Economist Blogs: Beyond Commercial Journalism

Google Reader Screenshot

Who needs CNN? (Click image for larger view)

I broke my own rule by sending the following to students in an email, rather than posting to the web:

[Student] and I had a talk about economics journalism, and how CNN and even Reuters and McClatchy are second-rate (for CNN, third-rate) compared to professional economists who blog their views regularly. Since you guys seem interested in figuring this stuff out, but don’t seem to have figured out that the hardest-hitting and most in-depth (and readable) analysis is in the top-tier economists’ blogs, I offer the following starter-pack. It’s multipartisan, from right to left (especially Economists Club).

You’re smart enough to figure out Google Reader and RSS feed subscriptions with a simple Google search (use those terms), so I’ll just share a few economics blogs that go way deeper than the mainstream media.

Subscribe to them, read them regularly, and you’ll feel your brain swell beyond the pop journalism dimensions:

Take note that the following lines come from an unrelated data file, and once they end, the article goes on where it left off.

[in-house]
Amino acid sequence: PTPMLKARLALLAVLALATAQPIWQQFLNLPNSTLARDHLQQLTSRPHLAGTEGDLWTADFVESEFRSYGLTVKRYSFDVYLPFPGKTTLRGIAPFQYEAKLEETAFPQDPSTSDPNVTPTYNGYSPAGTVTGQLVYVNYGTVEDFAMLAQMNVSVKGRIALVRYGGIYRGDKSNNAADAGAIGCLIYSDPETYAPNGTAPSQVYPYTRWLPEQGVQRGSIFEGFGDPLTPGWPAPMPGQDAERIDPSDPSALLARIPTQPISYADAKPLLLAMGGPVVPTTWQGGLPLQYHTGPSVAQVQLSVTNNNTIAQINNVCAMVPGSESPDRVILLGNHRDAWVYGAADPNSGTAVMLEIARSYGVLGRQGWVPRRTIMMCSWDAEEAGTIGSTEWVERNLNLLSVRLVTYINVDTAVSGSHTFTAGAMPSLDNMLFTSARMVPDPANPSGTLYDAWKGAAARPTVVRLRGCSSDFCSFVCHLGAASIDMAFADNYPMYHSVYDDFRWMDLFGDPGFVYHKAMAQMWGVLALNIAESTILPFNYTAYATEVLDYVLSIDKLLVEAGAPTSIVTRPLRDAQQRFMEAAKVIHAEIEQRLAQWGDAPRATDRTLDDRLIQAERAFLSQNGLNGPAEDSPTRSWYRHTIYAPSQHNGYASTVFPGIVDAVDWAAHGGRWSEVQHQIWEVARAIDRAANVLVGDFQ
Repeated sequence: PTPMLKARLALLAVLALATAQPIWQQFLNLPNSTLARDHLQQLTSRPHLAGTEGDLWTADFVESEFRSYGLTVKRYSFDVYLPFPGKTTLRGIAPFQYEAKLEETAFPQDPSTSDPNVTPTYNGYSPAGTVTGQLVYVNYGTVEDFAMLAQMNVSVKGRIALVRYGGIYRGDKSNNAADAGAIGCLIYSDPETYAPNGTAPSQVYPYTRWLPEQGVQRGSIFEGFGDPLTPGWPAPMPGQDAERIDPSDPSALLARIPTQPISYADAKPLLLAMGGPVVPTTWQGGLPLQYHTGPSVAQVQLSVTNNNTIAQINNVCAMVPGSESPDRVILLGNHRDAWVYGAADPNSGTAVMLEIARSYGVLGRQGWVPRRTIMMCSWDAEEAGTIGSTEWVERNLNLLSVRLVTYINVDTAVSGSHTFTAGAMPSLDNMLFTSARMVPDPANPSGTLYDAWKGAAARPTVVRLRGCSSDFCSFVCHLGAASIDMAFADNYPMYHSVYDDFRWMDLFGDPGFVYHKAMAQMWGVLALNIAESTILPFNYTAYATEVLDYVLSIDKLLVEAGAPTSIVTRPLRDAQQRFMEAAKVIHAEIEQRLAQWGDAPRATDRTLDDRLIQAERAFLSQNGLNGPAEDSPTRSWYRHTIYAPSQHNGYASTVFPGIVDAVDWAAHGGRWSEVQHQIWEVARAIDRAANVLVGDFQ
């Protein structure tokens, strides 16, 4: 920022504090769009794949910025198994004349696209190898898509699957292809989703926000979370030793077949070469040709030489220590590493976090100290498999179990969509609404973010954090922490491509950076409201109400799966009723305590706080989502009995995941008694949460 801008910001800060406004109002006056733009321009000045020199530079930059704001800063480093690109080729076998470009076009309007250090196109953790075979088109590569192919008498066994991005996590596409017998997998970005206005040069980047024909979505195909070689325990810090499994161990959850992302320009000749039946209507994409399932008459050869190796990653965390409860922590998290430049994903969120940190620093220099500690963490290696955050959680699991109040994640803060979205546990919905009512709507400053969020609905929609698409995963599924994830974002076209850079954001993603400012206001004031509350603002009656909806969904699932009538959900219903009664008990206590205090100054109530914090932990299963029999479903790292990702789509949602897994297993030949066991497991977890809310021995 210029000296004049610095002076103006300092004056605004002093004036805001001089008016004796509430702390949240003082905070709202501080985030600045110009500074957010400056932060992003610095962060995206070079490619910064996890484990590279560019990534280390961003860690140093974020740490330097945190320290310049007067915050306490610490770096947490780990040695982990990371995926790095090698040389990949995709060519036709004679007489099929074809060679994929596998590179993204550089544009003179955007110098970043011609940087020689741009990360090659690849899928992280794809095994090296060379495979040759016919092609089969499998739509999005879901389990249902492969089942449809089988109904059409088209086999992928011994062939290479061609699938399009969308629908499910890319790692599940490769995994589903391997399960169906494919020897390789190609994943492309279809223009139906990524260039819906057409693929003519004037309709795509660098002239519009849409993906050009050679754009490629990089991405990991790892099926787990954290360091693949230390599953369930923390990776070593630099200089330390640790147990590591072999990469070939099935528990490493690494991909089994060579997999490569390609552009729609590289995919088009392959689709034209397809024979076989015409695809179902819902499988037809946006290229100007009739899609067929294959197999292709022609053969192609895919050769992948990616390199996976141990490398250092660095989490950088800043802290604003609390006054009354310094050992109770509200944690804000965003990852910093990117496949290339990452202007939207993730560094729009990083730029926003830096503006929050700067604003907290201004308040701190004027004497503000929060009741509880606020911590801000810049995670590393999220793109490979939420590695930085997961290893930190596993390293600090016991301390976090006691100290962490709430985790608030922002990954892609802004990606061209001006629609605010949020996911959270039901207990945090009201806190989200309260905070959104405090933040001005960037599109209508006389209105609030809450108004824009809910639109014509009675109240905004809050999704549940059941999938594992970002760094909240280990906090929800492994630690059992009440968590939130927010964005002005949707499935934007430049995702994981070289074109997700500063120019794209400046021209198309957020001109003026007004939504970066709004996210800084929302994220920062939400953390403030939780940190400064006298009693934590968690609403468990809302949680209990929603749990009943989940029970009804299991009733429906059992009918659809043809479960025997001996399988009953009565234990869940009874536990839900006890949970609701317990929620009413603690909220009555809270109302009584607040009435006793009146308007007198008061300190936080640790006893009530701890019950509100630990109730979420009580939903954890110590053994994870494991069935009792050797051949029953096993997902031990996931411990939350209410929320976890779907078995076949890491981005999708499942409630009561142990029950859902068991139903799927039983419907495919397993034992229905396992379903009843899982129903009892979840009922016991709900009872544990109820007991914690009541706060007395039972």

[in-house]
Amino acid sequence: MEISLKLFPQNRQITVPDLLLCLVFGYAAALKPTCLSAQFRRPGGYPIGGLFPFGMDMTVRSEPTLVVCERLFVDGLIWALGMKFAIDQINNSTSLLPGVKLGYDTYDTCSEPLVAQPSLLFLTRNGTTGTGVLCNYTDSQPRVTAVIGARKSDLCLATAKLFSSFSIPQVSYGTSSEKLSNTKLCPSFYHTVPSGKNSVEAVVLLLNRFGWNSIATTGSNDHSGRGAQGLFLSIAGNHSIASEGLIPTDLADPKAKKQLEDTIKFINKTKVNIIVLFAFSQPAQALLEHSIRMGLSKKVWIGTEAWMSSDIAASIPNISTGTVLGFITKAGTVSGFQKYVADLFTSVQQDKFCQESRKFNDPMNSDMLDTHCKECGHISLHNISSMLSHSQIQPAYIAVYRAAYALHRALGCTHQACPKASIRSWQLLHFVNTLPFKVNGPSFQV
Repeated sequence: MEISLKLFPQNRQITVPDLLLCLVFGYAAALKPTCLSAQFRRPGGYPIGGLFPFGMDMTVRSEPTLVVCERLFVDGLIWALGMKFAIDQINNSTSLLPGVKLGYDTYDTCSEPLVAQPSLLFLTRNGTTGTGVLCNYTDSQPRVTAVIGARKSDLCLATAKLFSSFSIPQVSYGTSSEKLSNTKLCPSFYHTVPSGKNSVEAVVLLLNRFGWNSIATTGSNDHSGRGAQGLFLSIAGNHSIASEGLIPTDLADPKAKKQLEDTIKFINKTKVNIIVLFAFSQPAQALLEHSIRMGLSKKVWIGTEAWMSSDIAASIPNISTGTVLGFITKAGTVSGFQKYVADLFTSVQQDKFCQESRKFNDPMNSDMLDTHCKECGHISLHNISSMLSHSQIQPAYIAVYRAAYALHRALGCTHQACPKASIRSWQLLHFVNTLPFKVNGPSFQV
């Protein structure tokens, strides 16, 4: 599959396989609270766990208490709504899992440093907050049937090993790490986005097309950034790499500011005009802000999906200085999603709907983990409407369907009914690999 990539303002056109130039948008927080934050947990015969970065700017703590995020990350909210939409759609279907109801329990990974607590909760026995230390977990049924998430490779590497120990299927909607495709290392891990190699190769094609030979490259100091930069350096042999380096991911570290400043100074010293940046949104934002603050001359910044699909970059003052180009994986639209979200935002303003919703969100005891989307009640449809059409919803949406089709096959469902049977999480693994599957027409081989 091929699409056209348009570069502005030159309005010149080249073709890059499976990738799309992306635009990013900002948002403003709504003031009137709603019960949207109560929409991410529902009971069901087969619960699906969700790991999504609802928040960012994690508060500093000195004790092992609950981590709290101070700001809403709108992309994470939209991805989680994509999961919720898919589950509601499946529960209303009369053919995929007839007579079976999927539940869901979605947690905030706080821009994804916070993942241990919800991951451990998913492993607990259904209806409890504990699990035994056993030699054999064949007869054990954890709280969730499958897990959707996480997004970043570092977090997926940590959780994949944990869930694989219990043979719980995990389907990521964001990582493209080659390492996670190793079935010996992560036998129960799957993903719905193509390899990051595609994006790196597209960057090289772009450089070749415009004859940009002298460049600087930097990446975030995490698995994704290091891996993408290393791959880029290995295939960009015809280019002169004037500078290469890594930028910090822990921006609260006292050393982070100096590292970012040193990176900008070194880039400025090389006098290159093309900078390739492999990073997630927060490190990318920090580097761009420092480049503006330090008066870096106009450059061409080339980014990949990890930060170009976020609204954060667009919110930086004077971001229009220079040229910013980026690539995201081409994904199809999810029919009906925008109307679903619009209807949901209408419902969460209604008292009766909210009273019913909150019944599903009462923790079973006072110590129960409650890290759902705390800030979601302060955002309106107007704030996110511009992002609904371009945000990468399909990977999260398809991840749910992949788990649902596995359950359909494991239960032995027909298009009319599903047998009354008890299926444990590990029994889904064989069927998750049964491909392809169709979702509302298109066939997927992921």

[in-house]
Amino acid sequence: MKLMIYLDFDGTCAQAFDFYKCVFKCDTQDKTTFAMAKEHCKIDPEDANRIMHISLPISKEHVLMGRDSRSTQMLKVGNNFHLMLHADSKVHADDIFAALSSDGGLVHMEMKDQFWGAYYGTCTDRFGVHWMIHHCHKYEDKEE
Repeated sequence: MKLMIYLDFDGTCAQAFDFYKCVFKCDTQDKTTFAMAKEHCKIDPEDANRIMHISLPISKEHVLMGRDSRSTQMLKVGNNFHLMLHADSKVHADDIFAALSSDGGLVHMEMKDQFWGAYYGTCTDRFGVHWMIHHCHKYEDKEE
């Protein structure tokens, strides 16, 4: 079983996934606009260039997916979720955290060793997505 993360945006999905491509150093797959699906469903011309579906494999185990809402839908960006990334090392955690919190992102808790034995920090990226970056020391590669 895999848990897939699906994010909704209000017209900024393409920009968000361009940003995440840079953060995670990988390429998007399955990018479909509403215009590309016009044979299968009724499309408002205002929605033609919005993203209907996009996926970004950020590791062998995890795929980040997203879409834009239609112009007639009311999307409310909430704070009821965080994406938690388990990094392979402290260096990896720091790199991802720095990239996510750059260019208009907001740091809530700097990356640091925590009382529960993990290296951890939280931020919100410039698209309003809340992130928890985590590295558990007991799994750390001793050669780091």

Here’s a Google Reader Bundle of the Econ blogs I read. Click the image¬† to go to the RSS feed for all of them (and feel free to drop recommendations in comments) Update: As a perceptive reader points out, Matt Taibbi is not an economist — though he’s a valuable (and hilarious) investigative journalist specializing in the Wall St./Politics nexus — so I removed him from the bundle:

Economics Blogs Bundle

Click the image for the Bundle page, subscribe there.

Farewells, Four Loves, Confucius, etc.

Confucius and students

[S]peaking about his own spiritual development, Confucius said: “At fifteen I set my heart on learning. At thirty I could stand. At forty I had no doubts. At fifty I knew the Decree of Heaven. At sixty I was already obedient [to this Decree]. At seventy I could follow the desires of my mind without overstepping the boundaries [of what is right].” (Analects, II,4.)

The “learning” which Confucius here refers to is not what we now would call learning. In the Analects, Confucius said: “Set your heart on the Tao.” (VII, 6.) And again: “To hear the Tao in the morning and then die at night, that would be all right.” (N9,.) Here Tao means the Way or Truth. It was this Tao which Confucius at fifteen set his heart upon learning. What we now call learning means the increase of our knowledge, but the Tao is that whereby we can elevate our mind.

Fung Yu-Lan, A Short History of Chinese Philosophy, p. 46. Free Press. New York. 1948. (emphasis added)